NEW YORK (WCBS 880) — Gov. Andrew Cuomo calls the current state of New York City's subways "disgusting" and "unacceptable" as the city and MTA go back-and-forth over the issue of homeless people sleeping on trains during the coronavirus pandemic.
In an interview with WCBS 880 on Tuesday afternoon, the governor said there's no excuse for having dirty trains filled with garbage and homeless people, adding that it's disrespectful to MTA and other essential workers trying to avoid infection.
"It can't go on and the MTA has to take dramatic action and they have to take it now," Cuomo said. "We have the subways open so our essential workers can get to work, and these are the heroes of today, and we owe them more than this."
Cuomo has committed to help solve the issue, but said he'll need the MTA to tell him what they need.
"Whatever they need just let them tell me and I will get it done, but they need to tell me what has to be done so I can feel comfortable that every New Yorker who gets on that train knows they're getting on a clean disinfected train and we're actually helping the homeless, you're not doing anyone a favor letting them sleep on a subway car in the middle of a public health crisis," Cuomo said.
In an editorial published in the New York Post, Interim New York City Transit President Sarah Feinberg says it's undeniable that there are increased numbers of homeless riding the subways and, as she put it, "City Hall has seemingly decided that so long as homelessness happens underground, solving it is not their priority."
Feinberg said homeless people have sought shelter in the subway system for years and the coronavirus pandemic has only intensified the problem.
"The MTA workforce shouldn't have to clean up trash, personal belongings, soiled items, drug paraphernalia, excrement and bodily fluids," Feinberg wrote. "Our customers shouldn't have to board a car that has multiple people using it as a shelter and as a trash receptacle or toilet. And the essential front-line personnel working to keep this city safe shouldn't have to encounter panhandling and trash or threats on their already-stressful commutes."
Cuomo tells WCBS 880 he doesn't want to point fingers, he just wants the problem fixed.
"We're in a very impossible situation, I just want to know how to fix it, and I will fix it, and they have to tell me what they need to fix it," Cuomo said. "Just tell me what you need.We're getting through this, we're getting through this together, just tell the governor what you need and I'll get it done."
In an interview with WCBS 880, Feinberg said after many weeks the city finally answered the call on Monday with NYPD officers and social workers out in force at one station, but they need to step up and do more.
"It was a huge help. They helped move the homeless and those who needed assistance off of trains, some folks took up offers of shelter, others took up offers of other social services, but what I need is for them to be in all of the end-of-line stations. so one station last night was great, but I need them in the other 40 as well," Feinberg said. "I need them in all of those stations, I need the NYPD officers and the social workers in all of those end-of-line stations by the end of the week. If they can't do it, I need to be able to go hire more MTA Police to get this done."
In a statement Tuesday afternoon, the MTA said has had to hire private security guards to patrol the system.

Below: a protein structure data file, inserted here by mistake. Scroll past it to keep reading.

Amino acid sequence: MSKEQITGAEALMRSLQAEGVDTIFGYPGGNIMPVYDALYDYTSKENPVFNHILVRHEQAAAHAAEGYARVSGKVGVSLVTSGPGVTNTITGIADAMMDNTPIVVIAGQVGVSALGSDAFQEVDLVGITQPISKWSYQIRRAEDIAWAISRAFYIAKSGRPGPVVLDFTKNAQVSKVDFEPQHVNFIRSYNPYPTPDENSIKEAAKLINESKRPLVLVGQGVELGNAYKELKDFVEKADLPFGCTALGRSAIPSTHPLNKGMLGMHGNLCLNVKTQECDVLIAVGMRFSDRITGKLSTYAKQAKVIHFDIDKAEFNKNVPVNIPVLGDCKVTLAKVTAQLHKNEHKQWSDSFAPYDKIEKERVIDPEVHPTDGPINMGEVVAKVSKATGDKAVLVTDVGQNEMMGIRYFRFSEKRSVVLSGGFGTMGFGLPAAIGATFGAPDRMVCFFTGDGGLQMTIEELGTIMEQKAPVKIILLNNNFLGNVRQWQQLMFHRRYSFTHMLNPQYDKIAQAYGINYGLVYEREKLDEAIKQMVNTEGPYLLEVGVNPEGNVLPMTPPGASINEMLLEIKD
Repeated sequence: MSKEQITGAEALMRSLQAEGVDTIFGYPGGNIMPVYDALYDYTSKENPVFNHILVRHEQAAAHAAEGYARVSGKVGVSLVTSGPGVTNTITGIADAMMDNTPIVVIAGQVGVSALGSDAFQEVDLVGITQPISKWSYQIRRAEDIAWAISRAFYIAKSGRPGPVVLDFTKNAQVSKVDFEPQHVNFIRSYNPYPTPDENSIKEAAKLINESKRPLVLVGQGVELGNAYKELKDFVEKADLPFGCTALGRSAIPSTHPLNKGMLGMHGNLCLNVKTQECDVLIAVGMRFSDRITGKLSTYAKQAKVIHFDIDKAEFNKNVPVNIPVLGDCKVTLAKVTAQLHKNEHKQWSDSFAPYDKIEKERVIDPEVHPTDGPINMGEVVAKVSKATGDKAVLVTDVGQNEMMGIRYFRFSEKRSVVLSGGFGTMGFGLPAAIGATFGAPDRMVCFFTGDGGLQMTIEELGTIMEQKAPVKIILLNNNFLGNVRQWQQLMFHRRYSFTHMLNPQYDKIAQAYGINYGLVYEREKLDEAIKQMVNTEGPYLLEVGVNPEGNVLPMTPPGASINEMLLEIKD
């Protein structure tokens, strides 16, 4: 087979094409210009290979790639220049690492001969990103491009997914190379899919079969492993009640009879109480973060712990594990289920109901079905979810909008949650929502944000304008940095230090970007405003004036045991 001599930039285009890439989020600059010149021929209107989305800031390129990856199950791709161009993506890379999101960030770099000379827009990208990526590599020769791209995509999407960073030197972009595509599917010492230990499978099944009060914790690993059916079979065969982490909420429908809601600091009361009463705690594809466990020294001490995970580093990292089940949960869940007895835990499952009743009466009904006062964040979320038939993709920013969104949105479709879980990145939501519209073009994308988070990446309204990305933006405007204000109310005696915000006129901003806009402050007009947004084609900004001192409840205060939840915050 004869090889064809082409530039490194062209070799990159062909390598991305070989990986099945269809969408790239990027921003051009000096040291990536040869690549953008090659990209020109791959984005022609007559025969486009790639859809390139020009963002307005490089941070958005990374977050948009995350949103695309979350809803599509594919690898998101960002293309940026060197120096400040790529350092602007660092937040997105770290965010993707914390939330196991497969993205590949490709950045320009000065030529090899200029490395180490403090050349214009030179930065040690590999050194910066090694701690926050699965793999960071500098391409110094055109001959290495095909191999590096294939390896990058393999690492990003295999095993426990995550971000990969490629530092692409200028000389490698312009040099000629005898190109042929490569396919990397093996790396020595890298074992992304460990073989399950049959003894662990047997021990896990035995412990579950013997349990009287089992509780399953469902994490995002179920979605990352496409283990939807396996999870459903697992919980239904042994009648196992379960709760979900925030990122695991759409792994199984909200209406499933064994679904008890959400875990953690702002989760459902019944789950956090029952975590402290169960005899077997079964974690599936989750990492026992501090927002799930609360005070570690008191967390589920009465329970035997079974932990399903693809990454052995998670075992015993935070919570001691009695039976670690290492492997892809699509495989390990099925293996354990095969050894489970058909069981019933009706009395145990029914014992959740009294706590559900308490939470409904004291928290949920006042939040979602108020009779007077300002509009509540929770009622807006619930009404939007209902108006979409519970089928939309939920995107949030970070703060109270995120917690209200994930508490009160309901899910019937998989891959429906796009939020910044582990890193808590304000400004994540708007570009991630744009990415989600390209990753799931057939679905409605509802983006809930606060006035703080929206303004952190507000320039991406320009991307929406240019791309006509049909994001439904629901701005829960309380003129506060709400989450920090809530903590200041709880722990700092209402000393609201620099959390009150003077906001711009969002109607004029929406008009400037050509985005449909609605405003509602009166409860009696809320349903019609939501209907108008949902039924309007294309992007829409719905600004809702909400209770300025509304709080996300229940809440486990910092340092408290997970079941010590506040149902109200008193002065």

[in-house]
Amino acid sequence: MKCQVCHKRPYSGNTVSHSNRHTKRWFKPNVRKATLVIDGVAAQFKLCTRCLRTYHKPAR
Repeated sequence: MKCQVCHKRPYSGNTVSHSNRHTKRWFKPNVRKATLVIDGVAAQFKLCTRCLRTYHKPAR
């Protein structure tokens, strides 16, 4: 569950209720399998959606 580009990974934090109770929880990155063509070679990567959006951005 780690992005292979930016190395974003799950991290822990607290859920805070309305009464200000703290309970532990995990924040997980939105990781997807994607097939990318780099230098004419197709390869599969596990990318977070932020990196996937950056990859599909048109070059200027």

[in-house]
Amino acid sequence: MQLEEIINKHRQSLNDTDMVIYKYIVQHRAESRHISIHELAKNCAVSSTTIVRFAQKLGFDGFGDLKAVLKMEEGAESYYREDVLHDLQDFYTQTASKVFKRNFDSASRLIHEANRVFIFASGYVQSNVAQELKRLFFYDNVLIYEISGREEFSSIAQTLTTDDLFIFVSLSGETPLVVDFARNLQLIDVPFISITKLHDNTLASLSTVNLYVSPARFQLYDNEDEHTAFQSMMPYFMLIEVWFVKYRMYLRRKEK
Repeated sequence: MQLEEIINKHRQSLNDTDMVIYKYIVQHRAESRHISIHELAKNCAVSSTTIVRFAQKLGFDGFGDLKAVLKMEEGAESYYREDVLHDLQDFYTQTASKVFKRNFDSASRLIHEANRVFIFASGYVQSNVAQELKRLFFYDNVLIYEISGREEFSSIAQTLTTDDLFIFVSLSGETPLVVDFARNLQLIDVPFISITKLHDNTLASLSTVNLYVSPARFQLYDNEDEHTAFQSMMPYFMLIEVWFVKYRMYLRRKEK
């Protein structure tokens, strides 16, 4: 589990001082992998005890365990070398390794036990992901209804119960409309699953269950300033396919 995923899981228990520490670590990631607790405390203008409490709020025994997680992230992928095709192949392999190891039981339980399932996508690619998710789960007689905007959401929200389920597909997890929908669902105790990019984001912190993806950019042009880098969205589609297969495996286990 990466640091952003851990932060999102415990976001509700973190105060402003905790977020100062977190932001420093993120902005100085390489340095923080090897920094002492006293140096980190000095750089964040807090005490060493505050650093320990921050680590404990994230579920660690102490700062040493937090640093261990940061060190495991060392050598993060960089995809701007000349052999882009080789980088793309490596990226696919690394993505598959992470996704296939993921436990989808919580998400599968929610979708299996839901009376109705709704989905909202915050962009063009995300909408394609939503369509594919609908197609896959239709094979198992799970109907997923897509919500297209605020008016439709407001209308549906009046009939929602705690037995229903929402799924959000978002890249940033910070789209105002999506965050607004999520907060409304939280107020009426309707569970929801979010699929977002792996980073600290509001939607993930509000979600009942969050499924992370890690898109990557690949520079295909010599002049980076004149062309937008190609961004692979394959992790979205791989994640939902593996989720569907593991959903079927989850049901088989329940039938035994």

"The Mayor should get out of his car and into the subways so he can see what is really going on and solve the problem of his own making," the statement read. "Our mass transit system is the lifeblood of New York City and it has never been more important."
During his news conference, Mayor Bill de Blasio demanded the MTA close 10 end-of-the-line stations between 12 a.m. and 5.a.m. every night to deep clean and clear the homeless off the trains and out of the stations. He made the proposal days after he claimed the city was in control of the situation.
"We'll do our share, we'll devout the police resources, we'll devout the outreach workers, we'll do whatever it takes, but we need the MTA to agree to this plan. It's a common sense plan," de Blasio said."We all know for decades there have been homeless people in the subways going from one end of a line back again all night long that needs to stop. The way to stop that is to support those people and help them come in and accept housing but also to disrupt the pattern."
De Blasio calls the plan a "game changer" and says the MTA just needs to say "yes."
Feinberg said if closing all end-of-line stations on a nightly basis solves the problem, she's for it.
"In my experience, that's not actually what solves the problem, and sometimes you end up with some unintended consequences," Feinberg said.
Feinberg said she's focused on creating a safe and efficient transportation system for essential workers during the crisis and looking ahead to prepare for the reopening of the transit system by expanding cleaning efforts on train cars and stations and getting crews back on the job to meet ridership demand as it eventually returns to normal levels.
Earlier, NYPD Commissioner Dermot Shea told WCBS 880 that he is troubled by pictures of homeless on the trains and says police have been taking action.
"We eject people on a daily basis, and we don't eject people because they're homeless... it's for rules violations. Being homeless, being down and out, being in need of help is not what the NYPD is gonna start targeting people for. What we are targeting people for is helping people," Shea said, adding that the NYPD has officers that are ex-social workers trying to connect homeless people with services and, in some cases, hospitals.